Literacy Hour and the use of ICT

Trevor Millum
Communications and Development Director, NATE
This article first appeared in MAPE Magazine 3 Summer Term 2000

There is a feeling current in Primary education at the moment that ICT is hard to make use of in Literacy Hour and that ICT is generally being employed less than it was in the teaching and learning of English. It is easy to see why this might be so. On the other hand, there are good reasons to be using ICT in Literacy Hour and straightforward ways of doing so.
I believe the main reason for the lack of ICT is the 'whole class' aspect of much of the Literacy Hour and the fact that we have forgotten one of the most powerful uses of the computer: as a teacher's tool. Even an ordinary machine, with a standard monitor, can be put to good use with a whole class.
If you have a large monitor or other means of presenting a bigger image, so much the better, but they are not essential.
Let me suggest two approaches, one which makes use of any word processor and one which uses specific software. You are teaching a Y4 class and about to embark on adding ing to words ending with e.
Set your word processor to display a large font, say 28 point, and type in a list of a dozen or so typical words, e.g. care, come, face, file, give, glue, hope, ice, joke, like, live, love, make. Type ing after the first few. Explain the rule (again!) and delete the spaces between the word and the suffix; finally delete the e also, showing in this dynamic way how the joining and the deletion are part of the same action. It can be more effective to have your ing suffixes in a different font:
give ing
glue ing
hope ing
Now let individuals come and carry out the same action. If you have a talking word processor, you can listen to the sounds of the words and then compare them to some commonly written errors such as 'comming' and 'hopping'. Simple though this kind of activity seems, it is more memorable than using pencil and paper or talk and chalk/marker pen.

WordWork, a program from RESOURCE, enables a similar concentration on specific word-level learning. Once again, the screen displays are so big and so clear that a whole class can easily see what is going on. The teacher selects Year 4 and is then taken to a screen displaying all of the word level lists (38 of them). A click on 'Adding to words ending in e' brings up a long list of the words we have just been discussing. Any activity from fourteen possibilities can then be selected and used with the class. In this case, I would probably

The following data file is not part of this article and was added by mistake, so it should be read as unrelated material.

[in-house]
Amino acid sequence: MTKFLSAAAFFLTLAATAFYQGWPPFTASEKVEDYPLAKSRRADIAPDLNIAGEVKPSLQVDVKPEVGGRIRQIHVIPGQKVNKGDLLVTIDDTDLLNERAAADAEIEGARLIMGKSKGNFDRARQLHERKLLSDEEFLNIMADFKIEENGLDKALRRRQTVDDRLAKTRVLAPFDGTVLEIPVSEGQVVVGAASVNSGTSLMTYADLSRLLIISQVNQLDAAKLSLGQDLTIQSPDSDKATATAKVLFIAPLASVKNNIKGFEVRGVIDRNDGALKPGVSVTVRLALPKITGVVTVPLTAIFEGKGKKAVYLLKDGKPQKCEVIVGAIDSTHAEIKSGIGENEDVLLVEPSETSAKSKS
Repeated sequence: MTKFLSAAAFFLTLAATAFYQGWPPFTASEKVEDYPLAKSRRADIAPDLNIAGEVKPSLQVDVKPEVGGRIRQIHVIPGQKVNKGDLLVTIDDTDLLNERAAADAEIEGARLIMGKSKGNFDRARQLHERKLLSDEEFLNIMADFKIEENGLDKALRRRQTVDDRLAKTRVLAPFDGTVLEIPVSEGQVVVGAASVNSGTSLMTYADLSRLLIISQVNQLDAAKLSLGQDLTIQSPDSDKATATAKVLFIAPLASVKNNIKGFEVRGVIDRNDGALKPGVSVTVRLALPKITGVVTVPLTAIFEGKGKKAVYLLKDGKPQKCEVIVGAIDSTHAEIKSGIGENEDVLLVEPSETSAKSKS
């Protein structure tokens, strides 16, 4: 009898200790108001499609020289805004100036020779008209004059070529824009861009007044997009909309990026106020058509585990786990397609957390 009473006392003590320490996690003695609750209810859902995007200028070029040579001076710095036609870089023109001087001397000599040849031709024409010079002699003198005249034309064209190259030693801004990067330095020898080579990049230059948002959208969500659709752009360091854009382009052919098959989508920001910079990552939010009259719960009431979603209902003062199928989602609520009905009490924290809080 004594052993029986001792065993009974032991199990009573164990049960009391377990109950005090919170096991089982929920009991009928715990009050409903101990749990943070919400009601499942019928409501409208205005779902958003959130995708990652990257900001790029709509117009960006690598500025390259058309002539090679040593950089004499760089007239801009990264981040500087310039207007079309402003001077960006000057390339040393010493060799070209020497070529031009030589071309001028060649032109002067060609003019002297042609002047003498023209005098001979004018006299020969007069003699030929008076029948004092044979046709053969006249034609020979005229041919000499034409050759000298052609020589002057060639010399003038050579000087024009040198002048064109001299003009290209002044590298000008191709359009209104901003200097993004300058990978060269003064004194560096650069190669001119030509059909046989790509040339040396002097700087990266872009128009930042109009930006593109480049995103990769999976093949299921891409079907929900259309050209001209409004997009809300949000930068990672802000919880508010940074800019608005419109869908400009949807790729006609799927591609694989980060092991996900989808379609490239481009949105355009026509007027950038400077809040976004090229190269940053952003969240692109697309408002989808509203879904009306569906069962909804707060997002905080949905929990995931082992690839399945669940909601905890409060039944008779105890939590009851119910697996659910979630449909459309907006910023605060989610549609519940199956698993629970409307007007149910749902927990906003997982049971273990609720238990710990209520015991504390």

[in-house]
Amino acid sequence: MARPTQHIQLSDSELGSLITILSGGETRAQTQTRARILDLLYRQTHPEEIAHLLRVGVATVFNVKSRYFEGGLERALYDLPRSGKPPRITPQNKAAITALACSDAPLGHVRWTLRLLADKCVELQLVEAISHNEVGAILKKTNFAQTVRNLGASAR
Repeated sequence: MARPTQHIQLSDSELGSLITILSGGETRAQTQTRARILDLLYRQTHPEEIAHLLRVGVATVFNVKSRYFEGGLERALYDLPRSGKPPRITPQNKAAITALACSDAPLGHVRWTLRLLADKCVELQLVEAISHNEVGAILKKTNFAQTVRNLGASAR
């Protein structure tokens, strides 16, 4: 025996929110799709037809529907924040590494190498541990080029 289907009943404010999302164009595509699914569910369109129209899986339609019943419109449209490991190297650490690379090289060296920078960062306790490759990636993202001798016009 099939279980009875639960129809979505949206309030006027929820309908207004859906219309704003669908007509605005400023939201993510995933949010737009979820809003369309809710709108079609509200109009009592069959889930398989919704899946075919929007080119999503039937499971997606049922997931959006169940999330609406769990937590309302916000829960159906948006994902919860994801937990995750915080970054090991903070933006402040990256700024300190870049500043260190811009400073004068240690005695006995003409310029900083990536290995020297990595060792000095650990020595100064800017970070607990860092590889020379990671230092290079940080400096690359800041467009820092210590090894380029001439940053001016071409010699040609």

choose the one called 'Reveal' as it displays one word, e.g. care, and hides the other - waiting for a click to reveal it. There are plenty of other activities, such as Shannon's Game (a version of hangman where you must work sequentially from left to right) which work well to introduce and reinforce language concepts at word level.

Once you begin to use the wordprocessor as a teaching tool, you will think of a host of other ways in which it can be employed. Take the addition of ly to words such as love, lone, like and live, for example. Use the drag and drop facility to physically move the errant e in misspellings such as lovley to its correct place. Try also highlighting the ly and then increasing the size; hold down Ctrl + Shift and > (greater than) and watch the letters get bigger and bigger before your eyes. It's a good way to fix a certain letter string in pupils' minds, especially if they get to have a go at it too.
lovely lovely lovely lovely lovely

Sentence level work can be tackled in similar ways. Write some simple sentences and take out the verbs. 'Sheffield Wednesday the goals in the first half.' 'Teresa all the sticky buns.' What's missing?
Where should they go? Let's try typing them into the sentence. Some sentences will allow verbs to be inserted in more than one place. Now try adding adverbs. They can go in all sorts of places! Does a different position affect the meaning of the sentence? Swiftly, Teresa ate all the sticky buns. Teresa swiftly ate all the sticky buns. Teresa ate all the sticky buns swiftly. All of this can be done by traditional methods, of course. However, the ease with which you can copy and paste words and sentences means that innumerable combinations can be tried - there is room for experimentation in a way which is hard using other methods.

As a follow-up you might wish to use tables to set up an exercise like this for group activity. Pupils drag and drop or cut and paste their choice of verb into the sentence. Columns 2 to 4 might also contain unsuitable verbs, non-verbs and so on.
Theresa all the sticky buns ate found bought
The cat on the rug in the sunshine slept purred lay

Or, more challenging:
Suddenly the Hispaniola came right into the wind. The jibs behind ____ aloud; the rudder ____ to; the whole ship gave a sickening heave and shudder, and at the same moment the main-boom ____ inboard, the sheet ____ in the blocks, and showed me the lee after-deck. For a while the ship kept ____ and ____ sidling like a vicious horse, the sails ____ and the boom swinging to and fro till the mast ____ under the strain. 
bucking  cracked  sidling  groaning 
filling  swung  slammed  groaned 

There are a host of other ways of introducing ICT into the Literacy Hour - and of course to the teaching of English beyond the hour. In addition, there are so many motivating and effective techniques to encourage and develop writing at whole text level - but that's another story for another time. . . .

Trevor Millum is Communications and Development Director for NATE, the National Association for the Teaching of English. For details of ICT and English training for schools or Centres please phone 0114 2555419 or e-mail 
He writes here in a personal capacity.

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